A taxonomy of arse

Jonathan Lighter wuxxmupp2000 at GMAIL.COM
Fri Oct 26 15:35:41 UTC 2012

He clearly made little use of HDAS. (And you know how that's pronounced.)


On Fri, Oct 26, 2012 at 10:30 AM, Damien Hall
<damien.hall at newcastle.ac.uk>wrote:

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> -----------------------
> Sender:       American Dialect Society <ADS-L at LISTSERV.UGA.EDU>
> Poster:       Damien Hall <damien.hall at NEWCASTLE.AC.UK>
> Subject:      A taxonomy of arse
> -------------------------------------------------------------------------------
> http://flowingdata.com/2012/10/26/a-taxonomy-of-arse/
> This lovely graphic is (I think) of interest to those interested in US /
> UK=
>  differences, lexicographers, and slangologists.  It treats _arse_ and
> _ass=
> _ as equivalent (though clearly there are idioms involving that lexeme
> that=
>  are not universal in the English-speaking world), and then categorises
> the=
>  uses of the word (whether individual expressions have it as _ass_ or
> _arse=
> _) into types.  The exhaustiveness is great, but what I particularly like
> i=
> s the lines from one section of the taxonomy to another. For example,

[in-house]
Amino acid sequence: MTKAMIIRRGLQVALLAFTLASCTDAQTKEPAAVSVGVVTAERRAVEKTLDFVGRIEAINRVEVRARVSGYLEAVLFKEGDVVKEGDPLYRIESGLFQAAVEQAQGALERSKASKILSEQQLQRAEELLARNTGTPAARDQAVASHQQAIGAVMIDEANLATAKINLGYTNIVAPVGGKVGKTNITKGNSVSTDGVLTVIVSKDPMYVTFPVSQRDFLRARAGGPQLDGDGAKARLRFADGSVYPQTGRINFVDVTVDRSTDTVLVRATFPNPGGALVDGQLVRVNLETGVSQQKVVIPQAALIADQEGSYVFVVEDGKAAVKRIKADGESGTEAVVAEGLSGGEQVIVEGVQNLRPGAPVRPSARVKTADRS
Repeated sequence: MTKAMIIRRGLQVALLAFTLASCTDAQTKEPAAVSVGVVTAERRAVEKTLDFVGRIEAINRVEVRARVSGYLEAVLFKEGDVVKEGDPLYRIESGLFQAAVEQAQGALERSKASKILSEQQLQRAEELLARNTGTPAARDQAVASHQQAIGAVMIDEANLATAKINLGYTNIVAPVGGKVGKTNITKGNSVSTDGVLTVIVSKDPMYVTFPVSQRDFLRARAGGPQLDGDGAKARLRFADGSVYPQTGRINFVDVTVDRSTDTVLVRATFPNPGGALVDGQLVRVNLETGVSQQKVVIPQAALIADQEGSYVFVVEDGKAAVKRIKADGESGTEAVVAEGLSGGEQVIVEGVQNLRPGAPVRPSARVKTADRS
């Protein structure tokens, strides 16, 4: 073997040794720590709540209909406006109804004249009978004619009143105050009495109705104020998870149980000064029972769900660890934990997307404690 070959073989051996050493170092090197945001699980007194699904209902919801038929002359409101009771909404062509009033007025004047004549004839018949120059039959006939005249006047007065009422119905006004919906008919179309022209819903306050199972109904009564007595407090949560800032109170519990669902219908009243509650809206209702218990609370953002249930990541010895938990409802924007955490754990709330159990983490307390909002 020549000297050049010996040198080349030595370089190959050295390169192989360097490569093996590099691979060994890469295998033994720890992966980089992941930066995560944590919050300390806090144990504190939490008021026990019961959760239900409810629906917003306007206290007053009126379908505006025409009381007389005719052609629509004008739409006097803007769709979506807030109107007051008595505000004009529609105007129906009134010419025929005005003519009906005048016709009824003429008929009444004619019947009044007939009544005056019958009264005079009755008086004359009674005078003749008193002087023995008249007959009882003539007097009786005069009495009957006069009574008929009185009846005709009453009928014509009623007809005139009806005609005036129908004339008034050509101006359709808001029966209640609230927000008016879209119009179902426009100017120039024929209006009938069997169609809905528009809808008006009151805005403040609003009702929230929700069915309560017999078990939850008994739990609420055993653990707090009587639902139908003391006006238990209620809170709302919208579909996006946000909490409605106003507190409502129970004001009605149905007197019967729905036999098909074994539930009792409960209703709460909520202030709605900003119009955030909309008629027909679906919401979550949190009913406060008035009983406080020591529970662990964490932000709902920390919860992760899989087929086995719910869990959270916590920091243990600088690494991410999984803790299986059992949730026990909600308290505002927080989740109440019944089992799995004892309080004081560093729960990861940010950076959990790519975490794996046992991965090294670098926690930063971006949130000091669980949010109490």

> _smar=
> t ass/arse_ is primarily in the 'Good' section because _ass/arse_ is
> colloc=
> ated with positive _smart_, but _smart ass/arse_ is actually an insult, so
> =
> there is a line from the 'Good' section to the 'Bad' section.  Connections
> =
> like this could be helpful in understanding how lexical items change their
> =
> meaning over time (well, these particular lexical items, anyway).
> For fairness I should note that this graphic apparently comes originally
> fr=
> om Stephen Wildish's Tumblr blog, but I picked it up when it was passed on
> =
> on Nathan Yau's blog, _Flowing Data_.  There's a link from the image in
> _Fl=
> owing Data_ back to the source, but, as of the time of writing, Tumblr is
> h=
> aving a problem and the link can't be used.
> Damien
> --
> Damien Hall
> Newcastle University (UK)
> ------------------------------------------------------------
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